SPOILERS for Only the Brave follow
In Only the Brave, Jennifer Connelly and Jeff Bridges take on the roles of Amanda Marsh and Duane Steinbrink. Duane Steinbrink was the Wildland Division Chief for the city of Prescott and the man partly responsible for creating the Granite Mountain Hotshots. Amanda Marsh is the wife of Hotshot leader, Eric Marsh. Both actors wow you with their ability to disappear into their characters with Jennifer Connelly displaying such passion and dedication that makes you wonder why she isn’t in more films these days.
During this sit down with Screen Rant, Jeff and Jennifer discuss how they prepared to take on the roles and honor these real-life people.
I was completely ignorant of what happened in Yarnell so while I was watching the movie I was like, ‘something bad is going to happen’, but I did not expect all nineteen hotshots to die. So I was still in complete shock until your character comes out of that barn, drops to her knees and then I was just done for. Then the two of you in the truck, you portrayed such raw grief that I rarely see in films, you get the nice cry face. How difficult was it to portray that raw grief during those scenes?
Jennifer Connelly: Well it’s…I just have to say that it was an honor to be part of the movie honestly, and having the opportunity to play Amanda, and to tell her story. It was a tragic thing that happened. I suppose in the moment you try to…for me as best I could I tried to understand the circumstances, tried to grapple with it intellectually. Like what happened, the logistics of it, but in the moment doing it I guess you just empathize, and connect to something human that we all share. A kind of fundamental whatever we all may have experienced in our own lives. In the way when you read a story, when you see a film you can be impacted emotionally in a visceral level. You try to connect to that basic shared humanity and empathy.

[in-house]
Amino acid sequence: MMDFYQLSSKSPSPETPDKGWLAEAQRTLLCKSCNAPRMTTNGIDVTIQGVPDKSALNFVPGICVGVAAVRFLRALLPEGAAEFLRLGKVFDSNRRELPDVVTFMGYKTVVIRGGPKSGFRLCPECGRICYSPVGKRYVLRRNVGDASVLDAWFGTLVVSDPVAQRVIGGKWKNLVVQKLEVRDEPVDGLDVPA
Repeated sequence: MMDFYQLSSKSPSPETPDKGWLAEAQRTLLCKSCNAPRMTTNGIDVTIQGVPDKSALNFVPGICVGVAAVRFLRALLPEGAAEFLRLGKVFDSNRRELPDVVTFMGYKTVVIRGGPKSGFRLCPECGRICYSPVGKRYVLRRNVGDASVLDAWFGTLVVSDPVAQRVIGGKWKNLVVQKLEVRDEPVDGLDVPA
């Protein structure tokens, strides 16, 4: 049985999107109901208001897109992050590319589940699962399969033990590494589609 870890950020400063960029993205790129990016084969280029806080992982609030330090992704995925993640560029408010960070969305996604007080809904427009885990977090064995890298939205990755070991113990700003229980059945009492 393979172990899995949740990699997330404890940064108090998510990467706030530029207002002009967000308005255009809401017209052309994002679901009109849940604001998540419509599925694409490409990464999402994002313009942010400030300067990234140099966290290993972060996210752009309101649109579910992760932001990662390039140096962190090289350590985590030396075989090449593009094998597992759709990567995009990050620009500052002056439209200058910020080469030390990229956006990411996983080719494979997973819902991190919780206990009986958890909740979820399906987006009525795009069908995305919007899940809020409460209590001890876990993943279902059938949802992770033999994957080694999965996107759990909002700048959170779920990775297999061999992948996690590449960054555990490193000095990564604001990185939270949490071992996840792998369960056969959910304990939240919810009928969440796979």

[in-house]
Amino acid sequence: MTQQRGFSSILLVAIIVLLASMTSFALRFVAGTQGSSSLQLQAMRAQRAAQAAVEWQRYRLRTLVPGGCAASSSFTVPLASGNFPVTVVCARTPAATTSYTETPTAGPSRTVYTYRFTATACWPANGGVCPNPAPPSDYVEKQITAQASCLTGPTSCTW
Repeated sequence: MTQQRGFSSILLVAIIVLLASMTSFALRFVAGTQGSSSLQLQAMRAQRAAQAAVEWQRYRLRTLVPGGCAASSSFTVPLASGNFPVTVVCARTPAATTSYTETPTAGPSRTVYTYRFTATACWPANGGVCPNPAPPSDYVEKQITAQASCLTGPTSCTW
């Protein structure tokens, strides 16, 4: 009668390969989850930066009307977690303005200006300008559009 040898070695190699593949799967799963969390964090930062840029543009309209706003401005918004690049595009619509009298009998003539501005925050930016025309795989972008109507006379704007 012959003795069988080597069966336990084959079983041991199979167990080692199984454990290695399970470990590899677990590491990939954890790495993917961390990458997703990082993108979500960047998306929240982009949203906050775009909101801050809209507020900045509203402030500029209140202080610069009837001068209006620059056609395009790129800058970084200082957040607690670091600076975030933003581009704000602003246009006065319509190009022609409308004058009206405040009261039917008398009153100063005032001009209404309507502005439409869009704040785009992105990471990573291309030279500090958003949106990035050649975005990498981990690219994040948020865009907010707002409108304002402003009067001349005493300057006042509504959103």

Jeff Bridges: For me, kind of beyond words, beyond intellectualizing what your thing is those are all important elements that go into it, but then it’s just being in the presence of Brendan McDonough who survived the fire, who was often on the set, or Duane Steinbrink, my character, who’s the Division Wildland Fire Chief. Just having those guys in the room with you it’s kind of beyond words. The word that comes to mind is ‘vibe’, but it’s this vibe, and this commonality, and we’re here to represent what being a human being is like. A critical kind of mass happens. You do your best. You show up, and let it flow through you.
Marsh and Amanda. They have such a great love story in the film, it’s one of my favorite relationships in the film, also between Duane and Marsh, but the thing that gets in between them is his love for the fire, for his boys. Have either of you felt so consumed by something that has ever threatened a personal relationship in your life? I know that goes deep but…
Jeff Bridges: No, no, we’ve been doing these interviews now [turns to Jennifer], when you said about loving somebody, but having to send them off to this — and you don’t know if they’ll come back. I keep thinking of my wife Sue, you know I’ve been married 40 years, my wife has put up with me going off doing these different movies, becoming different people, coming back a little odd. I think there’s a call to be brave in all of our lives. That’s what was inspiring to me, to not draw back, but to really—like these brave firefighters, really go in there and face what you’re afraid of. It’s the relationship [points to Jennifer]. I love what they did [Jennifer and Josh]. It hit me personally.
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